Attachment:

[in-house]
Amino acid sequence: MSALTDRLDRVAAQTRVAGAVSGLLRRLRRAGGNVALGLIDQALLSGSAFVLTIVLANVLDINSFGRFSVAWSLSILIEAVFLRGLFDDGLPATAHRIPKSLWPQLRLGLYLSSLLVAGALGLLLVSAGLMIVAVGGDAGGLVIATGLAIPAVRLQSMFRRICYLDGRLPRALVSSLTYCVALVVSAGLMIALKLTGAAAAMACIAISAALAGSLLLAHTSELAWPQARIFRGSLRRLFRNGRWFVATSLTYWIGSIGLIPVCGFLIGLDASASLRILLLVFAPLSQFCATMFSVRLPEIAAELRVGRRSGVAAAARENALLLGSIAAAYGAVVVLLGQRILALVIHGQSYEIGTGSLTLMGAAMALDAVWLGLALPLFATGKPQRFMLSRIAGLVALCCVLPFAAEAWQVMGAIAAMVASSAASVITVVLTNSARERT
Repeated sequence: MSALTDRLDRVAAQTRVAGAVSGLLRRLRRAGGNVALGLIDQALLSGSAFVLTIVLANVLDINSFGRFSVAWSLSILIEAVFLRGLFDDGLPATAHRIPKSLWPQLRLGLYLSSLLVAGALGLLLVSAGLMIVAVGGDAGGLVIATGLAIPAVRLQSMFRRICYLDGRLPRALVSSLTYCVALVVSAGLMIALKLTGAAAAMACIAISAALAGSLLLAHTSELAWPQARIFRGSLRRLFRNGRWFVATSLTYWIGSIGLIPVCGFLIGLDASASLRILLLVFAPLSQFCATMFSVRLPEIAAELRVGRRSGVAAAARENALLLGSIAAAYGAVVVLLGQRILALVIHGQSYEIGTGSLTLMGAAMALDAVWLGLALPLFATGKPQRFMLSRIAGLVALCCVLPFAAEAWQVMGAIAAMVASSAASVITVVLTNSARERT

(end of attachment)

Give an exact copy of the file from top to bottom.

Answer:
[in-house]
Amino acid sequence: MSALTDRLDRVAAQTRVAGAVSGLLRRLRRAGGNVALGLIDQALLSGSAFVLTIVLANVLDINSFGRFSVAWSLSILIEAVFLRGLFDDGLPATAHRIPKSLWPQLRLGLYLSSLLVAGALGLLLVSAGLMIVAVGGDAGGLVIATGLAIPAVRLQSMFRRICYLDGRLPRALVSSLTYCVALVVSAGLMIALKLTGAAAAMACIAISAALAGSLLLAHTSELAWPQARIFRGSLRRLFRNGRWFVATSLTYWIGSIGLIPVCGFLIGLDASASLRILLLVFAPLSQFCATMFSVRLPEIAAELRVGRRSGVAAAARENALLLGSIAAAYGAVVVLLGQRILALVIHGQSYEIGTGSLTLMGAAMALDAVWLGLALPLFATGKPQRFMLSRIAGLVALCCVLPFAAEAWQVMGAIAAMVASSAASVITVVLTNSARERT
Repeated sequence: MSALTDRLDRVAAQTRVAGAVSGLLRRLRRAGGNVALGLIDQALLSGSAFVLTIVLANVLDINSFGRFSVAWSLSILIEAVFLRGLFDDGLPATAHRIPKSLWPQLRLGLYLSSLLVAGALGLLLVSAGLMIVAVGGDAGGLVIATGLAIPAVRLQSMFRRICYLDGRLPRALVSSLTYCVALVVSAGLMIALKLTGAAAAMACIAISAALAGSLLLAHTSELAWPQARIFRGSLRRLFRNGRWFVATSLTYWIGSIGLIPVCGFLIGLDASASLRILLLVFAPLSQFCATMFSVRLPEIAAELRVGRRSGVAAAARENALLLGSIAAAYGAVVVLLGQRILALVIHGQSYEIGTGSLTLMGAAMALDAVWLGLALPLFATGKPQRFMLSRIAGLVALCCVLPFAAEAWQVMGAIAAMVASSAASVITVVLTNSARERT